Wednesday, March 12, 2014
AUGUSTA — Throw out competing proposals for awarding the next state liquor contract and draft a new bill that draws on the best features of both measures.
(FILE)Liquor on display at Downeast Beverage on Commercial St. in Portland Thursday, September 6, 2012.
Shawn Patrick Ouellette/Staff Photographer
That's the latest thinking of members of the Legislature's Veterans and Legal Affairs Committee who agreed Wednesday that a so-called committee bill would be the best way to resolve the partisan dispute.
"That's what I'm leaning towards," Sen. John Tuttle, D-Sanford, co-chairman of the committee, said at the conclusion of a work session.
Rep. Robert Saucier, D-Presque Isle, echoed the sentiment, saying "I'm really, really ready now. I'm willing to do one bill."
The committee will meet again Friday.
Both of the competing bills tie the state liquor contract to repayment of debt to the state's 39 hospitals, which are owed $484 million in overdue Medicaid reimbursements. The state owes about one-third of the amount but must pay its share before the federal government will release matching funds.
Several lawmakers on Wednesday appeared to support aspects of Gov. Paul LePage's proposal, L.D. 239. It would award a 10-year contract for managing the state's liquor operations, leaving the state to use annual profits to repay a revenue bond that would be used to retire the hospital debt.
The competing bill, L.D. 644, proposed by Senate Majority Leader Seth Goodall, D-Richmond, would collect an upfront payment of $200 million from the chosen vendor, allowing the state to repay hospitals without borrowing money. Under the proposal, the state also would share a portion of annual profits that exceed a reasonable return for the vendor.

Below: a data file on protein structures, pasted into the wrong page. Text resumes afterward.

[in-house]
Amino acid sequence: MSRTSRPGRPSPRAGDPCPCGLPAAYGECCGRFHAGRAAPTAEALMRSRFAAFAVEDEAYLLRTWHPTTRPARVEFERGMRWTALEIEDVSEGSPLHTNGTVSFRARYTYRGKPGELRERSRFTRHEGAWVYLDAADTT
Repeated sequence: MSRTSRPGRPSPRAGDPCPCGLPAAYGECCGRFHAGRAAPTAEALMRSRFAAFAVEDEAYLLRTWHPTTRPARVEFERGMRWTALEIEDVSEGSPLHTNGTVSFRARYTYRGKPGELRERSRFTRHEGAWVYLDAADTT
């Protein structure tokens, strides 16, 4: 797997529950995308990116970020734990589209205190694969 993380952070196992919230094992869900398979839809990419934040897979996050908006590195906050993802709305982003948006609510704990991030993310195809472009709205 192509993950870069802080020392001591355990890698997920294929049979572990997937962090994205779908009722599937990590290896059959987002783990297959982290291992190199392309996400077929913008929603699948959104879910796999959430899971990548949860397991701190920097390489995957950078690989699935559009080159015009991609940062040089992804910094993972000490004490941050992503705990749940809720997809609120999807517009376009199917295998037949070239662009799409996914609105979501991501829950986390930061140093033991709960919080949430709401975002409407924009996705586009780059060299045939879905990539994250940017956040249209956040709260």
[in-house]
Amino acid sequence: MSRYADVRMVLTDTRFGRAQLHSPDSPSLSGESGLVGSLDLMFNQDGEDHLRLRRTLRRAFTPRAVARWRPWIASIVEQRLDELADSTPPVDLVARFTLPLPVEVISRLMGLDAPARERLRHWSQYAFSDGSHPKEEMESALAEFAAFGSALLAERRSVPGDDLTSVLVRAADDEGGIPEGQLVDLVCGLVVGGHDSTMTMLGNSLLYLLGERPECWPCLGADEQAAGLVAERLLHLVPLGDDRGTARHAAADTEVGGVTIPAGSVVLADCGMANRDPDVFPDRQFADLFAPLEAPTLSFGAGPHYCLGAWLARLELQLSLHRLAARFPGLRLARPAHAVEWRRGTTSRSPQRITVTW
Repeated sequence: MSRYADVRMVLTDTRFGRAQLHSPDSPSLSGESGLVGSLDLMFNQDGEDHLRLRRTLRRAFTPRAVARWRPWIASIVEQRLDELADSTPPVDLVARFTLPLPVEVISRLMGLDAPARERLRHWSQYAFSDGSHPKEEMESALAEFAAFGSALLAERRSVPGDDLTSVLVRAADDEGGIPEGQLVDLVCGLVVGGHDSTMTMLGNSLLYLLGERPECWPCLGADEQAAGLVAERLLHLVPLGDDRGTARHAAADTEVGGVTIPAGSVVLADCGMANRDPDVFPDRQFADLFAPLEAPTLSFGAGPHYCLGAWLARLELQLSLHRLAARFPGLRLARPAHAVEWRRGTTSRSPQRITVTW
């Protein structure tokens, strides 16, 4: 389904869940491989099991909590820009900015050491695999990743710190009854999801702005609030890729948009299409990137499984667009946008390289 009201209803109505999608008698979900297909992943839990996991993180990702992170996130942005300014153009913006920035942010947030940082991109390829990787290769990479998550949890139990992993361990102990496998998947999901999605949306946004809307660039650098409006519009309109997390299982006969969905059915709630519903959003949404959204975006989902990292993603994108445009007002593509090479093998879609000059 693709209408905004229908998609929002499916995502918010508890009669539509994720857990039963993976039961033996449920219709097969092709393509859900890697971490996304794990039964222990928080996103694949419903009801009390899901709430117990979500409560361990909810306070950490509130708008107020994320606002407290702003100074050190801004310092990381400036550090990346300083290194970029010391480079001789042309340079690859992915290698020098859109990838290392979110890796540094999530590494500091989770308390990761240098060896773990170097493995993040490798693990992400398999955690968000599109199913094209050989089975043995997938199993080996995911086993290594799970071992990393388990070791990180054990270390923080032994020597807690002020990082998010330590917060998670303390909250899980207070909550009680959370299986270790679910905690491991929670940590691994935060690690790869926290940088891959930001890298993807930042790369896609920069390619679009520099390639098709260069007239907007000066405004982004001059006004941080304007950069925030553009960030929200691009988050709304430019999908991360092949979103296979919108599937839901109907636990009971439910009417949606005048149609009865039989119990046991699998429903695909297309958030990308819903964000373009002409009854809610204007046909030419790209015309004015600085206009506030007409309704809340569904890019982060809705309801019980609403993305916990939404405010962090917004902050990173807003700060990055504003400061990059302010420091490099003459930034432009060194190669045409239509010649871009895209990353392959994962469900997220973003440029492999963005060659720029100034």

Sen. Garrett Mason, R-Lisbon Falls, said he believed the state could borrow money through a revenue bond at a lower rate than a vendor would charge to finance the upfront $200 million payment.
"There is a cost to borrowing money. That cost is going to be factored into an upfront payment. My money is on the fact that it will be more expensive than what the state can borrow at," Mason said.
Rep. Louis Luchini, D-Ellsworth, co-chairman of the committee, said "a lot of the hesitance of the upfront payment is the cost of money."
Goodall said there were many similarities in the competing bills, such as revenue-sharing with the state, having one vendor operate the liquor business and giving incentives for the vendor to boost the business.
"It really appears this is boiling down to one central issue -- the risk," Goodall said. "Getting the money upfront is worth more to you than getting it over time."
He said the LePage proposal forces the state to take a risk in getting money over 10 years, while his measure would collect the money upfront.
Despite continuing disagreement over the best approach for collecting liquor revenues, Goodall sounded upbeat about Wednesday's session. "We are much closer to resolving this than we were a few weeks ago," he told the committee.
Staff Writer Jessica Hall can be reached at: 791-6316